Workers at a factory owned by U.S. sanctions-hit van maker GAZ have taken an unusual, albeit creative path to appeal to U.S. president Donald Trump to lift sanctions on their company – they recorded a rap video, Newsweek reported.
Last week, workers at GAZ’s Yaroslavl factory performed an anti-sanctions rap song based on U.S. rap star Coolio’s 1995 Grammy-winning hit “Gangsta’s Paradise”. The workers also staged a picket outside the U.S. Embassy in Moscow during its Fourth of July celebration, Russian media reported.
In the song, the workers plead: “Is there anyone who will hear us? Save GAZ! Come to the rescue of the working class. Save GAZ!”
50 people rallied on behalf of GAZ Group’s 40,000-strong workforce in front of Spaso House, the U.S. ambassador’s residence in Moscow.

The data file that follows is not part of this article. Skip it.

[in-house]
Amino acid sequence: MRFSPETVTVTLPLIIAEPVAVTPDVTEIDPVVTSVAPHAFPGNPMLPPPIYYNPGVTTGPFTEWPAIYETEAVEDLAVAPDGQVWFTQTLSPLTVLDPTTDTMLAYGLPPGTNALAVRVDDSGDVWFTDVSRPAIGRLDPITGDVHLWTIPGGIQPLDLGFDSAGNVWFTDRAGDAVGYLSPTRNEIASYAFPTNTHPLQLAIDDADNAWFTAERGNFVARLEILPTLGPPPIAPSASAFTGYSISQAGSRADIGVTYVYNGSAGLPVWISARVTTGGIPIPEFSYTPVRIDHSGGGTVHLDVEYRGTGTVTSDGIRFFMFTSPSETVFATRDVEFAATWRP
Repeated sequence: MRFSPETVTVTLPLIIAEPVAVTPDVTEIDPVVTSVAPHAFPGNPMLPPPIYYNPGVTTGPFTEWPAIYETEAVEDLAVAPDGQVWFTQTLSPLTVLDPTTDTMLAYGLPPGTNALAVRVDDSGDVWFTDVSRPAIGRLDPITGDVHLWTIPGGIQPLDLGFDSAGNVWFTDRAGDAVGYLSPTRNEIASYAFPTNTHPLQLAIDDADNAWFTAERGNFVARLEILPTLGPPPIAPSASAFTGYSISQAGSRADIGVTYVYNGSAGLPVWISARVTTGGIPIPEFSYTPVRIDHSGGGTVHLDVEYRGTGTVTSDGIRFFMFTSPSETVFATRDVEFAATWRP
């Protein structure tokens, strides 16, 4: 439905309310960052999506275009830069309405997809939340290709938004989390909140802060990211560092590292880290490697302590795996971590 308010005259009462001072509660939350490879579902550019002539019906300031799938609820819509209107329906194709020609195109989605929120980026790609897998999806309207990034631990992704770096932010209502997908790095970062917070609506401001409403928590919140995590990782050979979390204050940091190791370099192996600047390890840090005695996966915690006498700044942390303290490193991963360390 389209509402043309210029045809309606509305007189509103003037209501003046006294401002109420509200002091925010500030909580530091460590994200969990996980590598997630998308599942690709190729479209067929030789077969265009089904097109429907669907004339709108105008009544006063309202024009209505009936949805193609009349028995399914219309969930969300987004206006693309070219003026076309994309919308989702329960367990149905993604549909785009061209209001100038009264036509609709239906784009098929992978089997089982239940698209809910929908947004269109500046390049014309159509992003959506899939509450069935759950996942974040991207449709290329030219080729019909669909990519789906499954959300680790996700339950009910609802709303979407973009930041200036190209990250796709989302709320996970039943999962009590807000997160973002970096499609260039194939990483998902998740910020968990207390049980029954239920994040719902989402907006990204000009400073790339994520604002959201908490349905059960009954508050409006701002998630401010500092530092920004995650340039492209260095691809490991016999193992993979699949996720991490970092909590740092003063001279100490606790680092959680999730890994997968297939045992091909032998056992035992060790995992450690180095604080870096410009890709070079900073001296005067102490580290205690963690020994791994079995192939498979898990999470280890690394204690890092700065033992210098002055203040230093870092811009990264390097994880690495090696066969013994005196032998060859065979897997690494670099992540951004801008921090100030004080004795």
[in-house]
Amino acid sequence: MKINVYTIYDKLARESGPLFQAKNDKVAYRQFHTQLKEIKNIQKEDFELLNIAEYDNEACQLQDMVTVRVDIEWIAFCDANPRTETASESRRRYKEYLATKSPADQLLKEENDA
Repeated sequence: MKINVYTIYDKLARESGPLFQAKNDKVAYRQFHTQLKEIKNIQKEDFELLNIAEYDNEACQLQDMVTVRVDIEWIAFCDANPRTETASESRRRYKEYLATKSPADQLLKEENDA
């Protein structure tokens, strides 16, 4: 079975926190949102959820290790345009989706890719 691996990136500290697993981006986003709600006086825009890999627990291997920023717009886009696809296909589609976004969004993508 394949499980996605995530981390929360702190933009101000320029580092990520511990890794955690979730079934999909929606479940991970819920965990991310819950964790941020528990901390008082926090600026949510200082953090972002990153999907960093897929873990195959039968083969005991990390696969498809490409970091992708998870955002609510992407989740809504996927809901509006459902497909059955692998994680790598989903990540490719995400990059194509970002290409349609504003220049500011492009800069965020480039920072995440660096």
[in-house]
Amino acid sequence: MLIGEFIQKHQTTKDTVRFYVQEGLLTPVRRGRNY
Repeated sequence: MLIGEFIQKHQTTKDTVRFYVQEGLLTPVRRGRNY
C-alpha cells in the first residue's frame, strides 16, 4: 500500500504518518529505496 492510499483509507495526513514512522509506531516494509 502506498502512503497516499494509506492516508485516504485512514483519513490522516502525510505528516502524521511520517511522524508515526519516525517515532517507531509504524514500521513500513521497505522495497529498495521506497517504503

“On this day, we call on you not to deprive us, Russian workers, of the right to independence, right to work and to grow professionally and the right to a future,” they wrote in a petition to Ambassador Jon Huntsman.
“If the sanctions come in full force, we will lose our foreign suppliers. This will bring production lines to a stop leaving us jobless,” they said.
In April 2018, the U.S. added GAZ Group to its sanctions blacklist over Russia’s annexation of Crimea and its backing of separatist rebels in Ukraine. GAZ is majority owned by Russian billionaire Oleg Deripaska, a target of American sanctions.
Deripaska told Bloomberg recently that GAZ may soon go bankrupt because of the sanctions and that the Russian government could have to step in to nationalize what is the country’s largest private automaker. The sanctions are costing GAZ customers, he said.